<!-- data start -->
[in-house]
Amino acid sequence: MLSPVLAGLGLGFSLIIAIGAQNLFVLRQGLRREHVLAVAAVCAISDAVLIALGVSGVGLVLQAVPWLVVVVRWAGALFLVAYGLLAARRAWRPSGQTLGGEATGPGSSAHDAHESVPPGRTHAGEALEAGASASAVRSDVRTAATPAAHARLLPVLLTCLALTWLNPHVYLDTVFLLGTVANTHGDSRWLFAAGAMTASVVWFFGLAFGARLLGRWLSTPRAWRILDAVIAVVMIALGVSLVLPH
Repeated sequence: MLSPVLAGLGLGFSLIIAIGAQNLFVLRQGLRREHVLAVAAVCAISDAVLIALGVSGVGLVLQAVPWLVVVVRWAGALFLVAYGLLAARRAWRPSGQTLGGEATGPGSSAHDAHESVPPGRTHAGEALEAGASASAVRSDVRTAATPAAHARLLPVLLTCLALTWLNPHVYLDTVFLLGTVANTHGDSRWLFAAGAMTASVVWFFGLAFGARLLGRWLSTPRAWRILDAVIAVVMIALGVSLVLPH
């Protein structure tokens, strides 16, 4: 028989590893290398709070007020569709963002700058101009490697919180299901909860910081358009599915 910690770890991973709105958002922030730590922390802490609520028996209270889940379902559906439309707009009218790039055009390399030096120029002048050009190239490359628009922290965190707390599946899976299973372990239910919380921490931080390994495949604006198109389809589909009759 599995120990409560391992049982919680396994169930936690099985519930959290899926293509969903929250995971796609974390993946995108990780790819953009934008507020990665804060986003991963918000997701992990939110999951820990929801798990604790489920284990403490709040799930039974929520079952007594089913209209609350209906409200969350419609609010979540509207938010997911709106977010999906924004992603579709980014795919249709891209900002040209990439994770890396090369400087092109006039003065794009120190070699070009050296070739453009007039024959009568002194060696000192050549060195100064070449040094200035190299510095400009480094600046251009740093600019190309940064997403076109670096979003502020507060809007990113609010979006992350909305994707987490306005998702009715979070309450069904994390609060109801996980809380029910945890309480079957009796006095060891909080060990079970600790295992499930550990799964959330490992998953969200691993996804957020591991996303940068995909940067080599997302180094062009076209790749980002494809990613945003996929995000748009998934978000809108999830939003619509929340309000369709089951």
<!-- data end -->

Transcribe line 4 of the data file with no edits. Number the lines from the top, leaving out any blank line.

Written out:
């Protein structure tokens, strides 16, 4: 028989590893290398709070007020569709963002700058101009490697919180299901909860910081358009599915 910690770890991973709105958002922030730590922390802490609520028996209270889940379902559906439309707009009218790039055009390399030096120029002048050009190239490359628009922290965190707390599946899976299973372990239910919380921490931080390994495949604006198109389809589909009759 599995120990409560391992049982919680396994169930936690099985519930959290899926293509969903929250995971796609974390993946995108990780790819953009934008507020990665804060986003991963918000997701992990939110999951820990929801798990604790489920284990403490709040799930039974929520079952007594089913209209609350209906409200969350419609609010979540509207938010997911709106977010999906924004992603579709980014795919249709891209900002040209990439994770890396090369400087092109006039003065794009120190070699070009050296070739453009007039024959009568002194060696000192050549060195100064070449040094200035190299510095400009480094600046251009740093600019190309940064997403076109670096979003502020507060809007990113609010979006992350909305994707987490306005998702009715979070309450069904994390609060109801996980809380029910945890309480079957009796006095060891909080060990079970600790295992499930550990799964959330490992998953969200691993996804957020591991996303940068995909940067080599997302180094062009076209790749980002494809990613945003996929995000748009998934978000809108999830939003619509929340309000369709089951």